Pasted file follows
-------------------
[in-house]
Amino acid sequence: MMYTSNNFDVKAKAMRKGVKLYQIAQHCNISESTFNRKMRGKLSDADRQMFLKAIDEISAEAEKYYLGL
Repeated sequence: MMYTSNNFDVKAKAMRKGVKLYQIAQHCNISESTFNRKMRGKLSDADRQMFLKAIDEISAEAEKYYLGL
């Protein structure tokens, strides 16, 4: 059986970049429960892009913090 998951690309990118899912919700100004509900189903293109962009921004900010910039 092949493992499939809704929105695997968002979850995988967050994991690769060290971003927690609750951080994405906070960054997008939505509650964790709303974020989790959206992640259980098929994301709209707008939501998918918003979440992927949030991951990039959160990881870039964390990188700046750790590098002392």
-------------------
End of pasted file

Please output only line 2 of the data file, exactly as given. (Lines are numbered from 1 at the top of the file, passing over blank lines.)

Amino acid sequence: MMYTSNNFDVKAKAMRKGVKLYQIAQHCNISESTFNRKMRGKLSDADRQMFLKAIDEISAEAEKYYLGL